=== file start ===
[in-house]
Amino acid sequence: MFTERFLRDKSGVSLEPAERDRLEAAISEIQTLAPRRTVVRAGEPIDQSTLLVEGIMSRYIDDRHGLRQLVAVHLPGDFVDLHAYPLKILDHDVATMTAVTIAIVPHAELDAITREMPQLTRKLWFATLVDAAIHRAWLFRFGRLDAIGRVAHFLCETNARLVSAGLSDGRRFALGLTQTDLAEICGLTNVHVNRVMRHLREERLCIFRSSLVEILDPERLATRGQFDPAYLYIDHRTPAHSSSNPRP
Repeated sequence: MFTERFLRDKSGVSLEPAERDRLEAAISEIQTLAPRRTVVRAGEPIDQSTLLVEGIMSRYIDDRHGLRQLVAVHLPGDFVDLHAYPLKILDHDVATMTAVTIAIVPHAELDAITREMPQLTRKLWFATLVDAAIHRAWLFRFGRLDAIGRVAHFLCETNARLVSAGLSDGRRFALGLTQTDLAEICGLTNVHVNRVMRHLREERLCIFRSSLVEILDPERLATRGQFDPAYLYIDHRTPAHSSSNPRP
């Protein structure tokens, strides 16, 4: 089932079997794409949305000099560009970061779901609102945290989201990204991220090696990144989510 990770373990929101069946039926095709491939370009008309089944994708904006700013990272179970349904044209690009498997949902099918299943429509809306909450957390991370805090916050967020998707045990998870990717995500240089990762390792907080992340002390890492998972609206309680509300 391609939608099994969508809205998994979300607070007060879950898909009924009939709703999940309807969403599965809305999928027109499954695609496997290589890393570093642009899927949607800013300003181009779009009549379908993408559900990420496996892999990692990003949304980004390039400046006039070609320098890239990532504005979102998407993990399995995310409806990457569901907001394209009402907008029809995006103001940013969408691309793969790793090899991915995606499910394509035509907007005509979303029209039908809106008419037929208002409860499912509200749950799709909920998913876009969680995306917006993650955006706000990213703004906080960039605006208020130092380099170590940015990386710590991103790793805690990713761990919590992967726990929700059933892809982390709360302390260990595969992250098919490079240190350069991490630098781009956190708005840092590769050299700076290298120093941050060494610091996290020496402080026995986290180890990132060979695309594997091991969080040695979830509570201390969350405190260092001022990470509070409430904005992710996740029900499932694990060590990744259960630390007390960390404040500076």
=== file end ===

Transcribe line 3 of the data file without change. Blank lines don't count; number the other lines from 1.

Repeated sequence: MFTERFLRDKSGVSLEPAERDRLEAAISEIQTLAPRRTVVRAGEPIDQSTLLVEGIMSRYIDDRHGLRQLVAVHLPGDFVDLHAYPLKILDHDVATMTAVTIAIVPHAELDAITREMPQLTRKLWFATLVDAAIHRAWLFRFGRLDAIGRVAHFLCETNARLVSAGLSDGRRFALGLTQTDLAEICGLTNVHVNRVMRHLREERLCIFRSSLVEILDPERLATRGQFDPAYLYIDHRTPAHSSSNPRP